The snowpocalypse of 1888 brought a brutal blizzard to New York City and temperatures cold enough to freeze the East River. In true New York fashion, some enterprising young men found a way to help Brooklynites with their commute while making a pretty penny.
Both The New York Times and The Brooklyn Eagle recorded the tale of the frozen East River in March of 1888. With dramatic language, the papers regaled readers with the story of impatient Brooklynites waiting for ferries that couldn’t cross. When word spread the river was frozen solid, people began to contemplate walking across.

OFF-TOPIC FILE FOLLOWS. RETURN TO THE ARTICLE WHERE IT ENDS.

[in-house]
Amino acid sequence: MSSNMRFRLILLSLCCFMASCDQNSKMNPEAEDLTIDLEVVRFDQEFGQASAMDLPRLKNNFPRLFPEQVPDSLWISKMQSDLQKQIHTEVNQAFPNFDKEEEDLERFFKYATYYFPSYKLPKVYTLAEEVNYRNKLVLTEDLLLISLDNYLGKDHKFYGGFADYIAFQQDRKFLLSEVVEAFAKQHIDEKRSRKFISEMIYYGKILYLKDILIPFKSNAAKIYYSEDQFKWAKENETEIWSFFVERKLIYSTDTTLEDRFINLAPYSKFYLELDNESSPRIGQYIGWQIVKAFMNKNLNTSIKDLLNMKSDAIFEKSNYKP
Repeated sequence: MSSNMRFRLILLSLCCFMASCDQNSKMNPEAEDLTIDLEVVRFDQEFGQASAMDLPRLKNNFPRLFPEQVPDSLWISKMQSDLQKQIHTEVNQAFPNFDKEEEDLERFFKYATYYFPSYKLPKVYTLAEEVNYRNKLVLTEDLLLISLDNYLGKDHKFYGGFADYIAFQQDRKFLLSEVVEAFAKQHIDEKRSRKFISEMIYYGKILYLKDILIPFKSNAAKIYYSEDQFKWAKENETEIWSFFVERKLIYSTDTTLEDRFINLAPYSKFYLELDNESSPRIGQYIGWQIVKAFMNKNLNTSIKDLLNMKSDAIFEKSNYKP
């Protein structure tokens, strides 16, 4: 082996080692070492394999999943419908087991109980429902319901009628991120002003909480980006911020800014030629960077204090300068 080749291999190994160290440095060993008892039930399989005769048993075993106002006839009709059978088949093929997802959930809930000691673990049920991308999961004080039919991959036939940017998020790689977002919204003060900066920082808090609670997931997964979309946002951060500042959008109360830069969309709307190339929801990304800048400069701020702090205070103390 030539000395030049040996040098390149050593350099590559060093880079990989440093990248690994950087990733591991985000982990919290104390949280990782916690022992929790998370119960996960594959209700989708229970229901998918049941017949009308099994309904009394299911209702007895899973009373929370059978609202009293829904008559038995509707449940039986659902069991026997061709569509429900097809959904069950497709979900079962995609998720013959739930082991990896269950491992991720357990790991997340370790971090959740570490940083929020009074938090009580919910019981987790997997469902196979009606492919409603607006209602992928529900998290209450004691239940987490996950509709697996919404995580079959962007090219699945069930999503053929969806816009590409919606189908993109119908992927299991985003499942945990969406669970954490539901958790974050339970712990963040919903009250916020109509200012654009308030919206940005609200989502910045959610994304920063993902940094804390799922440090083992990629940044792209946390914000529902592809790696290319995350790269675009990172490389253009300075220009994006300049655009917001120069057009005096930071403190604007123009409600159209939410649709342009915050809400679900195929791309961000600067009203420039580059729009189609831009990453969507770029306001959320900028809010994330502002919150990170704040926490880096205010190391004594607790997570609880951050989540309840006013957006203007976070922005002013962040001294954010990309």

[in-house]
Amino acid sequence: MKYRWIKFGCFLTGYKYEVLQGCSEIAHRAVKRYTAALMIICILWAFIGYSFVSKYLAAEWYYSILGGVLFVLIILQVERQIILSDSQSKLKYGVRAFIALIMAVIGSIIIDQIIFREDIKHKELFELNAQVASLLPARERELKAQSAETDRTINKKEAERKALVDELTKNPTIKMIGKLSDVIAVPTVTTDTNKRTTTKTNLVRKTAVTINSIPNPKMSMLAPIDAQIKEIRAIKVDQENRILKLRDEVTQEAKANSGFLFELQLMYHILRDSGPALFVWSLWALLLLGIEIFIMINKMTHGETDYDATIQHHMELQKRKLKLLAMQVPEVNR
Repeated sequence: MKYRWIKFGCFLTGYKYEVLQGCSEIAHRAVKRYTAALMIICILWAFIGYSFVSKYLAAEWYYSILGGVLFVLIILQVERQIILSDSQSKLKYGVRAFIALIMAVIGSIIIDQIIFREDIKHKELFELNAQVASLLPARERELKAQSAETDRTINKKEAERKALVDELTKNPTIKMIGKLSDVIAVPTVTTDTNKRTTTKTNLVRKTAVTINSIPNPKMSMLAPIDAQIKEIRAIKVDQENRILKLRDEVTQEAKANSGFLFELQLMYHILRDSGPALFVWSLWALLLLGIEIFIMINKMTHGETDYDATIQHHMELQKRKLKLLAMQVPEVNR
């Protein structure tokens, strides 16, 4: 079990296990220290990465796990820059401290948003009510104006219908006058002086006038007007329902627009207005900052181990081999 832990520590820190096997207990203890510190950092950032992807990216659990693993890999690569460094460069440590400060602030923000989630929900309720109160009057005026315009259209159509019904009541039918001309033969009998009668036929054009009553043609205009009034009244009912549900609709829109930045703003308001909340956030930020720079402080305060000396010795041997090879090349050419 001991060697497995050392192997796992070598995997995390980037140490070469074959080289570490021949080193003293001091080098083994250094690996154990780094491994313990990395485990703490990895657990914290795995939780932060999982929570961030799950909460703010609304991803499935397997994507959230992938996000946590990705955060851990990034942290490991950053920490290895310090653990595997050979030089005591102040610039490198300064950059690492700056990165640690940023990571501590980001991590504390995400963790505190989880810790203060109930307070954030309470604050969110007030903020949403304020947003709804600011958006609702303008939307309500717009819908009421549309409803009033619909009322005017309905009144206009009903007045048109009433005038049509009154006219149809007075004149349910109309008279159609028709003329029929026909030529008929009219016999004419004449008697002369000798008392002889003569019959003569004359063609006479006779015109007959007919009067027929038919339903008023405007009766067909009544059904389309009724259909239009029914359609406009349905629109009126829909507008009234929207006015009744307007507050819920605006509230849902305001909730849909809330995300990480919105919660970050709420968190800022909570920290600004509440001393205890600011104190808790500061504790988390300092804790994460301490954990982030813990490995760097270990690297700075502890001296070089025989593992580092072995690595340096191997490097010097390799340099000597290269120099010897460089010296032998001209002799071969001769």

But how to get down from the piers onto the ice safely? According to the Times, “a boy with a ladder, and a shrewd eye to business” lowered his ladder to the ice and began charging each soul brave enough to climb down a two-cent fee for access. Interestingly, the paper reported a young man on the Manhattan side followed suit — but the fee to enter Manhattan was higher: He charged five cents.
- The Snowpocalypse of 1888
- Even in 1872, South Brooklynites Were Complaining About Their Horrific Commutes
- It’s Nice to Be Ice